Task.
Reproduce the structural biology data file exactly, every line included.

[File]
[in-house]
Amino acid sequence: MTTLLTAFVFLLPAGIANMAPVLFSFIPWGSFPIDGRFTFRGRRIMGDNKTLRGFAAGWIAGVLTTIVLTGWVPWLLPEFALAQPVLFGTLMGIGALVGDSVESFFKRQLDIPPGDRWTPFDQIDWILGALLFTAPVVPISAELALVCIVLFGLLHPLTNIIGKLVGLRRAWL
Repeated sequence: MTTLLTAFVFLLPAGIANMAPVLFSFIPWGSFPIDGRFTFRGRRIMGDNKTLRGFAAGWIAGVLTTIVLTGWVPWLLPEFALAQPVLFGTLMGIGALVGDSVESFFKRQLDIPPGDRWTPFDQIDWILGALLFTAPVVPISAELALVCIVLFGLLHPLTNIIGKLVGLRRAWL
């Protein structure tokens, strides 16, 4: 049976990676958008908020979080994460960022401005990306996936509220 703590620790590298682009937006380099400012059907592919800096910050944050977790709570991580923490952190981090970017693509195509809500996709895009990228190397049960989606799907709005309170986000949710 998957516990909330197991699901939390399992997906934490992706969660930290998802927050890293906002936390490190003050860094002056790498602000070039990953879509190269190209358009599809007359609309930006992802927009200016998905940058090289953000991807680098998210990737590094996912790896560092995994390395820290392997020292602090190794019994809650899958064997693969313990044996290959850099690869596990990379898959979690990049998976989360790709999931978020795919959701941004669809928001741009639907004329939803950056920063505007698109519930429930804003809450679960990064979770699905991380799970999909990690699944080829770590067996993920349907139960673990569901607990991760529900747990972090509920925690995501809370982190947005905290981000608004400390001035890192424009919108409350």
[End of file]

[in-house]
Amino acid sequence: MTTLLTAFVFLLPAGIANMAPVLFSFIPWGSFPIDGRFTFRGRRIMGDNKTLRGFAAGWIAGVLTTIVLTGWVPWLLPEFALAQPVLFGTLMGIGALVGDSVESFFKRQLDIPPGDRWTPFDQIDWILGALLFTAPVVPISAELALVCIVLFGLLHPLTNIIGKLVGLRRAWL
Repeated sequence: MTTLLTAFVFLLPAGIANMAPVLFSFIPWGSFPIDGRFTFRGRRIMGDNKTLRGFAAGWIAGVLTTIVLTGWVPWLLPEFALAQPVLFGTLMGIGALVGDSVESFFKRQLDIPPGDRWTPFDQIDWILGALLFTAPVVPISAELALVCIVLFGLLHPLTNIIGKLVGLRRAWL
């Protein structure tokens, strides 16, 4: 049976990676958008908020979080994460960022401005990306996936509220 703590620790590298682009937006380099400012059907592919800096910050944050977790709570991580923490952190981090970017693509195509809500996709895009990228190397049960989606799907709005309170986000949710 998957516990909330197991699901939390399992997906934490992706969660930290998802927050890293906002936390490190003050860094002056790498602000070039990953879509190269190209358009599809007359609309930006992802927009200016998905940058090289953000991807680098998210990737590094996912790896560092995994390395820290392997020292602090190794019994809650899958064997693969313990044996290959850099690869596990990379898959979690990049998976989360790709999931978020795919959701941004669809928001741009639907004329939803950056920063505007698109519930429930804003809450679960990064979770699905991380799970999909990690699944080829770590067996993920349907139960673990569901607990991760529900747990972090509920925690995501809370982190947005905290981000608004400390001035890192424009919108409350």